Memorable Moments On Connecticut's Stages In 2017

Join me, as the year winds to a close, in a survey of some of the sensational stage moments, highlights and trends of the past 12 months.

Literary Lights

The year began and ended with excellent adaptations of hard-to-adapt books. Jan. 1 was the last night of the weeklong run of the national tour of “The Curious Incident of the Dog in the Night-Time” at the Bushnell, which used high-tech special effects and movement theater techniques to achieve a visual equivalent of the book’s unique mindset. This month at the Yale Rep, playwright Nambi E. Kelley and director Seret Scott took Richard Wright’s singular sociopolitical thriller “Native Son” and — by changing its structure and tone, adding an interior monologue voice and jettisoning about a third of the story — forged a miraculous blend of plot, characters, and important underlying messages.

Other page-turning theater pieces included James Lecesne’s tour-de-force one-man adaptation of his own novel “Absolute Brightness” at Hartford Stage.

Connecticut Takes New York

“Anastasia,” which premiered last year at Hartford Stage, opened on Broadway in May. The show had been tweaked (and much improved, in my opinion) during its journey from Connecticut to New York, including a complete overhaul of the song-and-dance number “Paris Holds the Key to Your Heart.” Despite getting snubbed by the Tony Awards (only two nominations, no wins), “Anastasia” is still going strong while shows that got a lot more attention (“Great Comet,” “Groundhog Day,” “Bandstand”) have fallen by the wayside. The Broadway “Anastasia” still boasts all but one of the same lead performers who were with the show in Hartford.

The Yale Rep’s “Indecent” also went to Broadway, following an off-Broadway run last year. It won two Tonys: for director Rebecca Taichman (whose Yale Rep work has regularly dazzled) and Hartford-born lighting designer Christopher Akerlind.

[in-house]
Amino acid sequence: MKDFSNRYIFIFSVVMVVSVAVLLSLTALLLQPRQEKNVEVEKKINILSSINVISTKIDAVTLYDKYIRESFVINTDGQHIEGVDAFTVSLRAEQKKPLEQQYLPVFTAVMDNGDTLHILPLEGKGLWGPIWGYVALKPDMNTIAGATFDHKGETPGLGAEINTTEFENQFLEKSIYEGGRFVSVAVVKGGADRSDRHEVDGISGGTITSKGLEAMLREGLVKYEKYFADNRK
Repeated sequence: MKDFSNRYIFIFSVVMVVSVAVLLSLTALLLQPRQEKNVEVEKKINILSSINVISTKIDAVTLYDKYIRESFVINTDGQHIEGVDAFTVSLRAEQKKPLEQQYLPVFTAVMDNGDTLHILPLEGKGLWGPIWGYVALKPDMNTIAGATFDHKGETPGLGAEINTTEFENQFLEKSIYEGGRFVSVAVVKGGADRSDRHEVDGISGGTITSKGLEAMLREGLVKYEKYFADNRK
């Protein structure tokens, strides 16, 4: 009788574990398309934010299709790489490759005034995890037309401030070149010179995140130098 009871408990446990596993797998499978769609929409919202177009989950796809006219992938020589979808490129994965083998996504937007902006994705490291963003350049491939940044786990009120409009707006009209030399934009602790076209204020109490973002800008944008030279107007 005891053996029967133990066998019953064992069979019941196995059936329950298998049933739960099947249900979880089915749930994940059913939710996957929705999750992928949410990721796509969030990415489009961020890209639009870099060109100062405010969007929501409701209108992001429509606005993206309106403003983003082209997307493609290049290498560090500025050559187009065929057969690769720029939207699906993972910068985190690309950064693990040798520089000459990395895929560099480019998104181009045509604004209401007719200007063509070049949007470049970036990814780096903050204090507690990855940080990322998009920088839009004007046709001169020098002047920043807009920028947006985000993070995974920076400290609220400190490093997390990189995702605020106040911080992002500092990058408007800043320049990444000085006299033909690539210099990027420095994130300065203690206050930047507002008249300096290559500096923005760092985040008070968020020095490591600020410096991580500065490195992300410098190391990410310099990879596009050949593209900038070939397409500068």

Other shows that Connecticut theaters helped send to New York this year include Steve Martin’s “Meteor Shower,” which premiered at Long Wharf in 2016, albeit with a different cast and director; “Napoli, Brooklyn,” another Long Wharf premiere, which transferred to off-Broadway with the same director and designers and many of the same actors; “Mary Jane,” with a different cast but the same director, Anne Kauffman, as for its Yale Rep premiere; and “The Moors,” with two of the same cast members as the Yale Rep premiere two seasons ago in an otherwise different production.

The Neighborhood Bar

Cheers! Feb. 10 at the Garde Arts Center marked the last Connecticut stop for the last national tour of “Once.” The show had previously played the Shubert (twice), The Bushnell and the Waterbury Palace. “Once” turned each of these stages into an Irish pub that served actual drinks to audience members bold enough to walk into it while the show’s cast indulged in a wild musical jam session before the show properly began. Now that the performance rights have trickled down to small local companies, we’ll likely see a lot of creative overhauls of area theaters, but unless they have liquor licenses we won’t get that immersive introductory pub effect.

Another show that’s trickled down from national tours to more intimate small theater productions is the historic rock jam “Million Dollar Quartet.” Long may it roll.

Toy Dogs